Burton T. Yount, 68, was a young Army corporal on that fateful Sunday morning, assigned to the 9th Signal Service Co. at Ft. Shafter. Yount’s unit handled communications with Washington and the Philippines and eavesdropped on Japanese radio messages.

Yount, a San Diego resident who retired as a captain after 20 years in the Army, is convinced that President Franklin D. Roosevelt and Army Chief of Staff Gen. George C. Marshall knew that an attack by Japanese naval forces was imminent.


“My unit also used to secretly tape Japanese coded messages. The code had already been broken and we used to send the tapes back to Washington by Clipper (seaplane),” said Yount. “We didn’t have the machine needed to break down the code, but Washington had the information (about the attack) well in advance. There was no way they could’ve not known.”

Yount, a former accounting instructor at San Diego City College, said that he does not hold any animosity against the Japanese.

“It was a dastardly thing to do. We weren’t at war with them. But there comes a time when you have to forgive. We forgave the Germans, and they weren’t exactly peace lovers,” Yount said.

Several veterans echoed often-stated criticism of the present Japanese government’s trade policy and Japanese companies that are allowed to sell their products in the United States, while barring American goods.

“It happened because our government let them do it,” said Yount. “They never give anything in trade talks. They always talk like they do, but if they give anything, they do it grudgingly. But we’re at fault for allowing it.”

One of the biggest cheers of the day went up when Henry Cruz, one of about 198 survivors from the battleship Arizona, was announced. The ship was blown apart by Japanese bombs and sits at the bottom of the harbor with the remains of about 1,177 crew members.

Cruz, who is 71, and a Chula Vista resident, was a 21-year-old cook at the time of the attack. He was the last crew member rescued from the Arizona.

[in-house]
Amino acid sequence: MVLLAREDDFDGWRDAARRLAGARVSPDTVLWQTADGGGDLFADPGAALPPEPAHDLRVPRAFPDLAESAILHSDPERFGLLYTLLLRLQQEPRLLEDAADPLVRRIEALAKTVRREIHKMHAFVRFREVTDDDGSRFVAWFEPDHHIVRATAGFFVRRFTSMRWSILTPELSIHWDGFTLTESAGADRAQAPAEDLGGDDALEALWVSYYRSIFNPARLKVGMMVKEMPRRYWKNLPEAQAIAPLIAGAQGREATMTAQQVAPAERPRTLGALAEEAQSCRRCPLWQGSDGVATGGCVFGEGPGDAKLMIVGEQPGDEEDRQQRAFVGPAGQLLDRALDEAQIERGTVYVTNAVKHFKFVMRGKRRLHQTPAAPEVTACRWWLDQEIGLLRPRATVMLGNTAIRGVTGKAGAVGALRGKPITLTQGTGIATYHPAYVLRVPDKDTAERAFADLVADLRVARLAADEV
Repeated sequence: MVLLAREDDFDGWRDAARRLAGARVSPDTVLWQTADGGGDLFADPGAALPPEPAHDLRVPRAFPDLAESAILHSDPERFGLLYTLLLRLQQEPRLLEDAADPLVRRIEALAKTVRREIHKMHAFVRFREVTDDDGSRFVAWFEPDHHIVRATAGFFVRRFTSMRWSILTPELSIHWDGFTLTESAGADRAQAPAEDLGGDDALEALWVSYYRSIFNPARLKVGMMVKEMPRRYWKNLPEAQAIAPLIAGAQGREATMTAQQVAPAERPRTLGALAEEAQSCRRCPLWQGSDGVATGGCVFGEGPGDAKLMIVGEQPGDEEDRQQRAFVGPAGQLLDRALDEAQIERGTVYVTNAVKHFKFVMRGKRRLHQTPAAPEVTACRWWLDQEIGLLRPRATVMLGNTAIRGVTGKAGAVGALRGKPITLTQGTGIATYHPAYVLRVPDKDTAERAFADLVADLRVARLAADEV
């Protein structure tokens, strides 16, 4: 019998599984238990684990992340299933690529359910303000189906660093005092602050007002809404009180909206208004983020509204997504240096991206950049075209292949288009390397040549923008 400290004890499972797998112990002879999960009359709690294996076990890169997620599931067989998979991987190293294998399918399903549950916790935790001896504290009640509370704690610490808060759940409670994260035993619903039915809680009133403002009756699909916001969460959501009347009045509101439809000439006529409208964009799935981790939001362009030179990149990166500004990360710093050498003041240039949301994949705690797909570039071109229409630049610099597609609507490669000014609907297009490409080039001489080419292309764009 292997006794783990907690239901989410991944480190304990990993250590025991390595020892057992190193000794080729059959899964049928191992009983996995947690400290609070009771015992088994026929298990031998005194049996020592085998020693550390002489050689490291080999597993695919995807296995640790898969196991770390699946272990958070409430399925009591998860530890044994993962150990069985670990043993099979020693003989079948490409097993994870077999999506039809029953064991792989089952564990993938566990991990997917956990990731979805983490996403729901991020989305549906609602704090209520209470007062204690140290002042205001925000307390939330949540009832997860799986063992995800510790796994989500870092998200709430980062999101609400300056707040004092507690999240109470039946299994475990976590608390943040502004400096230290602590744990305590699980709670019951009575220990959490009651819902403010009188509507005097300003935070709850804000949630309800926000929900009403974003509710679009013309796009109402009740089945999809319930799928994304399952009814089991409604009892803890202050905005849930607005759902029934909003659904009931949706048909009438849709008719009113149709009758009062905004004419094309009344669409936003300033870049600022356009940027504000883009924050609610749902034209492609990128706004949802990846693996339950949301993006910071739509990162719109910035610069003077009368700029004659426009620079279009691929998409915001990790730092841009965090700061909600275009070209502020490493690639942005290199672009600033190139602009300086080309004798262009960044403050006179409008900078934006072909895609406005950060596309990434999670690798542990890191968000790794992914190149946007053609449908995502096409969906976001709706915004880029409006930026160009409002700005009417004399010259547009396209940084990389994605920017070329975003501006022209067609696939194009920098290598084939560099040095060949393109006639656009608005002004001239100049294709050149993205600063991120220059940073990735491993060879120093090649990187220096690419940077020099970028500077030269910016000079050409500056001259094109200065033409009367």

“It wasn’t because I was a hero. I was the last guy off the ship because I didn’t know how to swim,” said the native of Guam. “The burning oil in the water also made me afraid to jump. But I eventually jumped into a rescue boat.”


For many veterans, Saturday’s ceremony brought back painful memories of dead and wounded servicemen, some who were horribly burned and mangled in the attack.

“I can still see the images of the burned and dismembered bodies. We were pulling dead and wounded guys out of ships and the water for awhile,” said Cruz.

Theda Dennett was one of the widows receiving a medal on behalf of their husbands. John S. Dennett was a boiler man on the Shaw, which was in dry dock when Japanese planes attacked it. The couple were married for 51 years.

John Dennett was burned in the torso and face and hit by several pieces of shrapnel. Despite the wounds, he went on to serve 22 years in the Navy. Dennett died on Nov. 25, 1990, a year and two days before he and his fellow veterans were scheduled to receive the congressional medal.

“I wish he could be here to receive this,” said Theda Dennett, 70. “Monday will be the first anniversary of his death. I wish that they could’ve mailed this to me. I’ve been thinking about this and his death all week. I should be happy about this, but both things have upset me all week. I wish he could be here.”